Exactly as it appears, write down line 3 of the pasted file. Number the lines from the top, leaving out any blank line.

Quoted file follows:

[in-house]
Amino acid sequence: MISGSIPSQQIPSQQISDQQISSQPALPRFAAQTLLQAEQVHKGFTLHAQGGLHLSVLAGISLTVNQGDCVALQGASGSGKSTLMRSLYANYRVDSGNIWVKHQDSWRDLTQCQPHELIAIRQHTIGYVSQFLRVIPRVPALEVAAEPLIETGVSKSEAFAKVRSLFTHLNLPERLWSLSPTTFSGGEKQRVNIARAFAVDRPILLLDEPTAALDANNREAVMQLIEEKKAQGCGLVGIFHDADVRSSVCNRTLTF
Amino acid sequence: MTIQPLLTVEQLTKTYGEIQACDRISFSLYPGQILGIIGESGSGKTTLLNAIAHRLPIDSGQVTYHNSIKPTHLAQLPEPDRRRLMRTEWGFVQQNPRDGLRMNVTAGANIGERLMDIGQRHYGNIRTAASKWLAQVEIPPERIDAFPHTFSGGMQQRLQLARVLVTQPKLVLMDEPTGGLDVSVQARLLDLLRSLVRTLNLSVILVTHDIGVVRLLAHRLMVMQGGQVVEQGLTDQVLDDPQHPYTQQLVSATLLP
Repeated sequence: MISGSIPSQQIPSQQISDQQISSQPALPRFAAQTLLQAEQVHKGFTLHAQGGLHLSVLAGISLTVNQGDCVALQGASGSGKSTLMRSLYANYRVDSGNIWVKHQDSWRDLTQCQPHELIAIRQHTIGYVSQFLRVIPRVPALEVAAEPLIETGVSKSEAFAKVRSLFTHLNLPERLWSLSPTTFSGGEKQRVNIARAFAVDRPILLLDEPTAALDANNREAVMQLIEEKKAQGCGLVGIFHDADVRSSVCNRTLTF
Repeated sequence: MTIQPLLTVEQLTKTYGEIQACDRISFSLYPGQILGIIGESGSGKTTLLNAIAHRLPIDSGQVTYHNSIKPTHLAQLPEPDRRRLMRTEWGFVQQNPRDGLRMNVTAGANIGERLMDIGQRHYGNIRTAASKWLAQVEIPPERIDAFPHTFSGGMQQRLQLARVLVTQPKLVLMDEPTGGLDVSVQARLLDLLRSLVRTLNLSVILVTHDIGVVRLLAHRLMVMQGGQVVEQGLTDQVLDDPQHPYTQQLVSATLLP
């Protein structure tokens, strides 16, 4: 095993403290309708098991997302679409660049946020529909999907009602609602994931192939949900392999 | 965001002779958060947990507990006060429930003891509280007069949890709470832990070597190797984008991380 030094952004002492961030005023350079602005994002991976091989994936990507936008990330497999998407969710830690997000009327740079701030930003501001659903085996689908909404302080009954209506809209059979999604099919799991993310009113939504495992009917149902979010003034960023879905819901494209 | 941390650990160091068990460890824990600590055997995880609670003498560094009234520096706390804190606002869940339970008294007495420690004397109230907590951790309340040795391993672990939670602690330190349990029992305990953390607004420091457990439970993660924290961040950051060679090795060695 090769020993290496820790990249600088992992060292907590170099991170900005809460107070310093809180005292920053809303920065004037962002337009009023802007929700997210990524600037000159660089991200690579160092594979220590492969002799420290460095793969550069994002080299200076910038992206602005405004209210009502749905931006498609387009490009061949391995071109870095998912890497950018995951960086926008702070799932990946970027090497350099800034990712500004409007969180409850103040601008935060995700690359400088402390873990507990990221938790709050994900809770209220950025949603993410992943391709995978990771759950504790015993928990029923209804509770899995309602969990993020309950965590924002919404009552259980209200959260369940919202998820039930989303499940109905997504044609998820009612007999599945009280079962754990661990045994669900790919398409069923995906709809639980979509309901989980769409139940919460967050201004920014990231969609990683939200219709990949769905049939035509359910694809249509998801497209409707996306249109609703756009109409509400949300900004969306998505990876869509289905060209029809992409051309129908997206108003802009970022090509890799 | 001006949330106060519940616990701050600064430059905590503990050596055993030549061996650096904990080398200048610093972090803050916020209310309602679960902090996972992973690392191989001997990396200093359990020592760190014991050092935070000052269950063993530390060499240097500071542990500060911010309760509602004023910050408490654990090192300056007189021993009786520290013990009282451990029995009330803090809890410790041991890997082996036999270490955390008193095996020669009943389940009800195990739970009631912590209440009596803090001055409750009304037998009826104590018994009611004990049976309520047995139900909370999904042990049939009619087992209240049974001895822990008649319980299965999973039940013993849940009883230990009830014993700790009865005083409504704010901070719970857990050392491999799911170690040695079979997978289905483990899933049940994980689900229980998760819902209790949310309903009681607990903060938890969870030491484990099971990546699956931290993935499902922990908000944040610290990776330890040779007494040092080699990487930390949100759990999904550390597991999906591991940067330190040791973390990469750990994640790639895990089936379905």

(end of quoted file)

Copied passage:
Amino acid sequence: MTIQPLLTVEQLTKTYGEIQACDRISFSLYPGQILGIIGESGSGKTTLLNAIAHRLPIDSGQVTYHNSIKPTHLAQLPEPDRRRLMRTEWGFVQQNPRDGLRMNVTAGANIGERLMDIGQRHYGNIRTAASKWLAQVEIPPERIDAFPHTFSGGMQQRLQLARVLVTQPKLVLMDEPTGGLDVSVQARLLDLLRSLVRTLNLSVILVTHDIGVVRLLAHRLMVMQGGQVVEQGLTDQVLDDPQHPYTQQLVSATLLP